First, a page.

Austin History Center
As the local history collection of the Austin Public Library, the Austin History Center provides the public with information about the history, current events, and activities of Austin and Travis County. We collect and preserve information about local governments, businesses, residents, institutions, and neighborhoods so that generations to come will have access to our history.
Our expert staff is ready to assist researchers in our Reading Room six days a week, Tuesday-Sunday. On Mondays our staff and volunteers process archival materials for use by the public. Our exhibits program offers 4 exhibits a year on various Austin topics in the Grand Lobby and the David Earl Holt Photo Gallery.
We have one exhibits currently on display:
Our Handcrafted History ~ The Art and Craft of Fortunat Weigl and Peter Mansbendel
Coming in June will be a new exhibit, “Once & Again: Selections from Past Austin History Center Exhibits.”
For more information about our exhibits, upcoming programs, and other services, visit us online at www.austinhistorycenter.org
810 Guadalupe St. (map)
Tuesday - Saturday, 10 AM to 6 PM, Sunday 12 noon to 6 PM, CLOSED Mondays
November 8, 2016 | 6:30 PM
Meet the Author: Ross Tomlin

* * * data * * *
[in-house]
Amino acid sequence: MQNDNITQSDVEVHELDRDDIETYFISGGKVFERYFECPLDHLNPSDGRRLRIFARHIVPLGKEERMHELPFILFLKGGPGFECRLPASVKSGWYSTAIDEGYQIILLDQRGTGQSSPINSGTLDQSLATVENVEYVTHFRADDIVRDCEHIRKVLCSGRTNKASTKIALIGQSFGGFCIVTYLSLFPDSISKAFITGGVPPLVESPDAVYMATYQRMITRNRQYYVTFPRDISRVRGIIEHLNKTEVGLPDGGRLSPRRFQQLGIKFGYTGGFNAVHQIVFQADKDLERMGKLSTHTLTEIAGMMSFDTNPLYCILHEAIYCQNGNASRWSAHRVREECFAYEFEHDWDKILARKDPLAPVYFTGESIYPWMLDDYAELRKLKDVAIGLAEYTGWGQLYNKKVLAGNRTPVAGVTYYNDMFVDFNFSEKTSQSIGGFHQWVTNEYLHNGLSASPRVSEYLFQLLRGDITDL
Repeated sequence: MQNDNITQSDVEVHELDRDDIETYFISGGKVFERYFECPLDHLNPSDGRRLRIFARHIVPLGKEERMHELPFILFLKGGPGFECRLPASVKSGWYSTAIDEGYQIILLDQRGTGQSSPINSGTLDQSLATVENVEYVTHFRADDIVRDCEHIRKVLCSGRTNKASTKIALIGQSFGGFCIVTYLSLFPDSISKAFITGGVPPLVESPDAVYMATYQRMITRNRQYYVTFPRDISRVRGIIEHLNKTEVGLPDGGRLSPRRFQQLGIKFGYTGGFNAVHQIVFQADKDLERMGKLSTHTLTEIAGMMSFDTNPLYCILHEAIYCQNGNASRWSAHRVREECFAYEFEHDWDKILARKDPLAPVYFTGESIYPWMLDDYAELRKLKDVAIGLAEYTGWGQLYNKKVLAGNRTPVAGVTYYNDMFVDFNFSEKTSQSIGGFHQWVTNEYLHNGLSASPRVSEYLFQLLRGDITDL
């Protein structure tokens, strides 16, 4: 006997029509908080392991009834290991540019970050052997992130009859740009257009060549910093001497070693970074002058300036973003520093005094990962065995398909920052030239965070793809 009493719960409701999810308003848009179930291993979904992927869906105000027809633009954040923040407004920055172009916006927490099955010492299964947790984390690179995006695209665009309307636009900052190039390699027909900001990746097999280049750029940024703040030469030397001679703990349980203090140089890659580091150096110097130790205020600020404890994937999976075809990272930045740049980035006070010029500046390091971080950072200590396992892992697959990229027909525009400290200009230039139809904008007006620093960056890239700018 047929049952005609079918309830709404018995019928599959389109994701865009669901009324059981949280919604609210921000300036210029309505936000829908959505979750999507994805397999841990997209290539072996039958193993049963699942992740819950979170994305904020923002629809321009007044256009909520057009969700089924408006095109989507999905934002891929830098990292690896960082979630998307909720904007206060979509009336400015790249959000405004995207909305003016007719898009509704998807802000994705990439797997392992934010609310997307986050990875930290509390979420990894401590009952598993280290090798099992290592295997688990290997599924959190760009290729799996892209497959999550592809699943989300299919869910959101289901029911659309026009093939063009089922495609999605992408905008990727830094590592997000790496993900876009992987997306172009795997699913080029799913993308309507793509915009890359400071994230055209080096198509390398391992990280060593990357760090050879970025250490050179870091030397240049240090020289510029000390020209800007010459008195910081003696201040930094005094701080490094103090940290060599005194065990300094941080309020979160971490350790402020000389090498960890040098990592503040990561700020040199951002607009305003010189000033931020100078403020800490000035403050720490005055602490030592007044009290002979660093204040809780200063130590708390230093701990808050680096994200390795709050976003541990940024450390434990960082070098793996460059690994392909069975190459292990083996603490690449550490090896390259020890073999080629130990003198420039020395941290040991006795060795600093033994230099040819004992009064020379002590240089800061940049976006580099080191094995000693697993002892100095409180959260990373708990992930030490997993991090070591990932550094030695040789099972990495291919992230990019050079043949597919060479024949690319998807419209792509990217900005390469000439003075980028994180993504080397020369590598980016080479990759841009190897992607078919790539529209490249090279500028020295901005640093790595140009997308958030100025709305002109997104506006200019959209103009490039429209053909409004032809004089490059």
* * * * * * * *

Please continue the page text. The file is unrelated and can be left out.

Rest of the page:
The Austin History Center invites you to an evening book discussion with Ross Tomlin, author of the recent book Homer Thornberry: Congressman, Judge, and Advocate for Equal Rights. Thornberry, born to deaf parents in Austin and an alum of Austin High and UT, led a long and distinguished political career as a U. S. Congressman and federal judge. Tomlin, Judge Thornberry’s grandson, will discuss the book and his research. A book signing will follow the presentation and light refreshments will be served. The event is free and open to the public.
December 13, 2016 | 6:30 PM
‘The Midnight Assassin’ book talk with Skip Hollandsworth
The Austin History Center invites you to an evening book discussion with Texas Monthly Executive Editor Skip Hollandsworth, author of the recent book The Midnight Assassin. In 1885, a string of murders in Austin terrified the city, leaving eight people dead and eight seriously injured. Most of the victims were servant women, leading local writer William Sydney Porter, aka O. Henry, to coin the term “Servant Girl Annihilators” in describing the crimes. Hollandsworth will discuss the research behind the book and some of the theories about the crime spree, still officially unsolved. A book signing will follow the program and light refreshments will be served. The event is free and open to the public.